GM awaits judge's ruling on sale plan
NEW YORK: General Motors Corp. may have to wait out the long holiday weekend to learn if its bankruptcy plan is moving forward, after U.S. Judge Robert Gerber adjourned a three-day hearing without indicating when he will rule on GM's plan to sell its good assets to a new company.
Gerber asked GM's attorneys to submit a proposed order that would be entered if the sale were to be approved. They said they would do so by Friday night or Saturday, July 4th. Gerber is expected to rule some time after that.
A lawyer for GM warned the court that the only alternative to GM's plan would be a liquidation of the company's assets that would have "horrific" consequences for everyone involved.
Attorney Harvey Miller said the government is committed to cutting off funding to GM if the sale is not approved by July 10. That followed testimony Wednesday from a member of President Barack Obama's automotive task force who indicated the government has no plans to continue funding GM past next Friday if the sale is not approved by then.
Some parties objecting to the sale argued in court that the Obama administration won't allow GM to fail.
"Essentially the objectors are asking you to play Russian roulette," Miller told Gerber, adding that ignoring the deadline puts the futures of GM's employees, retirees, and creditors all at risk.
GM's government-backed plan for a quick exit from Chapter 11 protection hinges on the sale of most of its assets to a new entity, allowing the automaker to leave behind many of the costs and liabilities that have made it unprofitable. The Detroit car maker's June 1 filing for bankruptcy protection was the fourth-largest in U.S. history.
Harry Wilson, the task force member that testified on Wednesday, said a quick sale is needed, because the government cannot keep sinking billions in tax dollars into the company for an open-ended period of time with no guarantee of success.
But on Thursday, Michael Richman, an attorney for a trio of bondholders opposed to GM's plan, told Gerber to "call the government's bluff" and require GM to restructure itself under Chapter 11 instead of approving the quick sale of its assets. This would allow the bondholders to negotiate for more in exchange for the debt they hold, he said.
Richman said that while the company may be powerless to fight the government's demands, the court can "push back" to protect the interests of all the company's stakeholders. The trio of bondholders Richman represents hold just a fraction of GM's unsecured debt. One of the members bought his bonds for just 2 cents on the dollar, while the other two spent no more than 20 cents on the dollar for theirs.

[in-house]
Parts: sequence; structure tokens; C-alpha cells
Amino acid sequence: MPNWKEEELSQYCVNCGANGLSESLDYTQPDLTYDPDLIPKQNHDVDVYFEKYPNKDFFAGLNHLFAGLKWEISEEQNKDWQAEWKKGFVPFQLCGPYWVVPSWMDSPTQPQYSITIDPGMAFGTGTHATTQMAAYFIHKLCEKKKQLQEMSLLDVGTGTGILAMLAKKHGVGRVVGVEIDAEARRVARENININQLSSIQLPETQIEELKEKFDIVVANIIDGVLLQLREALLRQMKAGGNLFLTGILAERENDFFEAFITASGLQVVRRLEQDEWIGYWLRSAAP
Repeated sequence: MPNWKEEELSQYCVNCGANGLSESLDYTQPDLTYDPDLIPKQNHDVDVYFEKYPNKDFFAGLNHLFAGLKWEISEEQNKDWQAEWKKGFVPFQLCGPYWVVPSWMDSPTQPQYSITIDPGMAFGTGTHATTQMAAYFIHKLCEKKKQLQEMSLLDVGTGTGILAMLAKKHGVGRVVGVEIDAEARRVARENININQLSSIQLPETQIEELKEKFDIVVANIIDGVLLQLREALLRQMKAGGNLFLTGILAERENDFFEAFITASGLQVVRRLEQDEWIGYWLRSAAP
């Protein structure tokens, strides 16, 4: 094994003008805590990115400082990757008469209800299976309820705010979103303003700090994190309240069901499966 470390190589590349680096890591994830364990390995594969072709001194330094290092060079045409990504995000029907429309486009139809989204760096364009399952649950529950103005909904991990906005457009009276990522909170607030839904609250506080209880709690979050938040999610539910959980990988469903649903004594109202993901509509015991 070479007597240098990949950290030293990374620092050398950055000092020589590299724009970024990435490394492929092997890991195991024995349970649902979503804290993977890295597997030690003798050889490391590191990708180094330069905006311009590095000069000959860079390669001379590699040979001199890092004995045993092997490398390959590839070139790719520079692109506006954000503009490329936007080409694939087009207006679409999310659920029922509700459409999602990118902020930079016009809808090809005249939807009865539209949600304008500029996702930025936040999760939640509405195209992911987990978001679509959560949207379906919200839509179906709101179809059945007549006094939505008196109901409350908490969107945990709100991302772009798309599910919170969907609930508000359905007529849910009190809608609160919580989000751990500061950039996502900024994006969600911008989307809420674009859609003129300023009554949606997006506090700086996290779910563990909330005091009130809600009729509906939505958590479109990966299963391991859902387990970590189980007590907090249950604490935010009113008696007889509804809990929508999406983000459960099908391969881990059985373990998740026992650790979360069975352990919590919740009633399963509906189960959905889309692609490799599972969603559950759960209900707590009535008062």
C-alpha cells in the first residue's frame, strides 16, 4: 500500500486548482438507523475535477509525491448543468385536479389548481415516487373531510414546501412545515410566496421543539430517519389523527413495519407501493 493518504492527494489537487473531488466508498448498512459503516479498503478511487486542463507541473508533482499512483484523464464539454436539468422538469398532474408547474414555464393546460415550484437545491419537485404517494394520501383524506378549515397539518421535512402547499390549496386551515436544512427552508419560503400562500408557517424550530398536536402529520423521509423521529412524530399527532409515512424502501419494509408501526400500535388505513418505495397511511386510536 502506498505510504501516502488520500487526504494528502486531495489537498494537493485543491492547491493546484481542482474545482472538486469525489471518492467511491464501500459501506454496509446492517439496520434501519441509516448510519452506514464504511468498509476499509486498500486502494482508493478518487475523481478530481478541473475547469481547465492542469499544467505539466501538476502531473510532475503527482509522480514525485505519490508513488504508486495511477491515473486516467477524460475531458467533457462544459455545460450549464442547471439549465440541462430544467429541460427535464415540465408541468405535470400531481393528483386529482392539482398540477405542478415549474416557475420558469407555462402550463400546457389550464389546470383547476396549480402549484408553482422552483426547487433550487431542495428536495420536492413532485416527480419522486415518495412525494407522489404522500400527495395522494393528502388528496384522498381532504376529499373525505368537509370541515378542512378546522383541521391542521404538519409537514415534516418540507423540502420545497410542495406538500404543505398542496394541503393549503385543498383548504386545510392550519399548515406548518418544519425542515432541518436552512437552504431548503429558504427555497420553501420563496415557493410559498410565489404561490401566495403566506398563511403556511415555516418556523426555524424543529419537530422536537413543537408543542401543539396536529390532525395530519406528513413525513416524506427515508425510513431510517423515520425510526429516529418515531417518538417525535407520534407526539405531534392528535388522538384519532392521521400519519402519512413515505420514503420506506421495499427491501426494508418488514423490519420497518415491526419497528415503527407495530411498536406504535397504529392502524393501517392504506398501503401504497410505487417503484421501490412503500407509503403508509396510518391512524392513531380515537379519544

Miller contended that with the government unwilling to provide funding for a restructuring and no other lenders out there to take their place, the sale plan is GM's only option for survival. He also said an extended stay under court protection hurts GM's ability to attract and keep customers. Richman countered that GM's sales for June, though down about 30 percent, were slightly better than the company expected.
Hundreds of parties, including bondholders, unions, state officials, consumer groups and individuals, have filed objections to the sale, threatening to hold up the process.
Last month, numerous objections also dragged out rival Chrysler LLC's sale hearing for three days before it was approved by the bankruptcy judge in that case. A group of the automaker's bondholders and consumer groups also appealed the sale all the way to the Supreme Court before it ultimately went through and the automaker emerged from court oversight as a new company.
As part of the sale plan reached with the auto task force, the U.S. government will get a 60 percent stake in the new GM in exchange for what's expected to eventually total nearly $50 billion in aid.
The Canadian government, which has also contributed billions in aid, will get a 12.5 percent stake while the United Auto Workers union will take a 17.5 percent share to fund its health care obligations. Unsecured bondholders receive the remaining 10 percent.
Existing GM shareholders are expected to be wiped out.
The remaining pieces of the company, including some closed plants, will become the "Old GM" and will be liquidated.
GM hopes to emerge as a leaner company, less burdened by debt and labor costs as it faces a severe recession that has sapped car and truck sales. Automakers have continued to see sales tumble in the first half of this year.